Yesterday, Bruce Feldman reported Giles would be dropping into Baton Rouge on June 1st:
Giles will sit out this season but have two years of eligibility thereafter, similar to recent Texas Tech transfer Breiden Fehoko.
Playing in Texas Tech’s high volume, up-tempo spread, Giles caught 69 passes for 1,158 yards and 13 touchdowns in 2016. Notably, he torched Oklahoma for 10 catches, 167 yards and 2 TDs in a wild shootout.
Give his highlights a gander:
One thing that pops to me is that Giles can really catch with his hands. He can extend and pluck the ball out of the air, which is something our receivers have sorely lacked since the departures of Odell Beckham Jr. and Jarvis Landry.
He’s a different type of receiver than we’re accustomed to seeing in purple and gold. At 5’11, 185 he’s not the most physically intimidating guy on the field. He definitely plays more like a finesse receiver. He seems at his best operating in space (Tech did a lot to get him on the move and get the ball in his hands to make plays) or operating on slants and seam routes up the middle of the field. I don’t see top end speed or explosion, but he’s quick.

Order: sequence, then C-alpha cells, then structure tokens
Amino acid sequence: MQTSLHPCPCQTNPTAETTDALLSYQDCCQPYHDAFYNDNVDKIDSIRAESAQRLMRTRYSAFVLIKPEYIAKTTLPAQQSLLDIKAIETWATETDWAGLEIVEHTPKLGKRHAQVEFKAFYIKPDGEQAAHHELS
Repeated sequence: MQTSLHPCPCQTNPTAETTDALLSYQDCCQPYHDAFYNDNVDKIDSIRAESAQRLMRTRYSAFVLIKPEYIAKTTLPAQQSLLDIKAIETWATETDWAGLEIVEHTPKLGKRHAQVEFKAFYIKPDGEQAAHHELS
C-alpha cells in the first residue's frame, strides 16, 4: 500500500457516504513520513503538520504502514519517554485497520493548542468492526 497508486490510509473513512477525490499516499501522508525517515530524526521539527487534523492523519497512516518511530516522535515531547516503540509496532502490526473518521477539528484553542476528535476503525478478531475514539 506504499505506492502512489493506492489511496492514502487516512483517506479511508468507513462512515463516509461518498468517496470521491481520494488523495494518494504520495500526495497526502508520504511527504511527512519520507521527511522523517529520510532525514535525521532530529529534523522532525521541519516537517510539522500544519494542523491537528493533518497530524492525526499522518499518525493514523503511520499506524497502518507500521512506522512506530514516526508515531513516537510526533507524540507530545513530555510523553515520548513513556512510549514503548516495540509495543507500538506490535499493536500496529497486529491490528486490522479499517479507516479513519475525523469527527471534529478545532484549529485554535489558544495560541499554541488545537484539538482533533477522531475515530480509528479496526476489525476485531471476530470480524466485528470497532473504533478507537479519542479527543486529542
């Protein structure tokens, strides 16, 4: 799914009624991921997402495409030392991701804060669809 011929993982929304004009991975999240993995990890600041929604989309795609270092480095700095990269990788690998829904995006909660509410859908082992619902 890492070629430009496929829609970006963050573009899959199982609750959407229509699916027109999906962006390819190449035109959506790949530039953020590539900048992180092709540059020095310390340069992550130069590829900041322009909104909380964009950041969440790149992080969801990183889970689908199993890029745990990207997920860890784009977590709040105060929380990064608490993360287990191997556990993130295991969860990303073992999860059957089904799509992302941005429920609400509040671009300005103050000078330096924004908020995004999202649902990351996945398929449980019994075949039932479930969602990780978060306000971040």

It’s a little bit hard to translate Giles from Tech to LSU due to the immense chasm in offensive styles. Tech could more easily find match-ups and exploit his talents without having to expose areas of weakness. Can Giles beat a jam? How will he perform in an offense that doesn’t chuck it around the field? Will he block in the running game? These are all relevant and important questions.
I’m sure Matt Canada will have a great pitch for how he plans to use Giles. He does look like a guy that could be a prime jet sweep man. Perhaps most importantly, Giles fills a major position of need for LSU. He would be one the best receivers on campus from the moment he set foot in Baton Rouge. Not necessarily the most talented, but easily the most proven. Unfortunately, LSU would have to wait a year to get him on the field.
After this season, we should have a better idea of where guys like Stephen Sullivan, Drake Davis, Dee Anderson, Derrick Dillon, Racey McMath and Mannie Netherly fall on the player development spectrum. It’s pretty easy to see a path for Giles to pick LSU and be the No. 1 wideout by Fall of 2018. The question will be whether or not Canada can convince Giles of an offensive overhaul over teams that have a history of fitting his skillset like Ohio State and Oregon.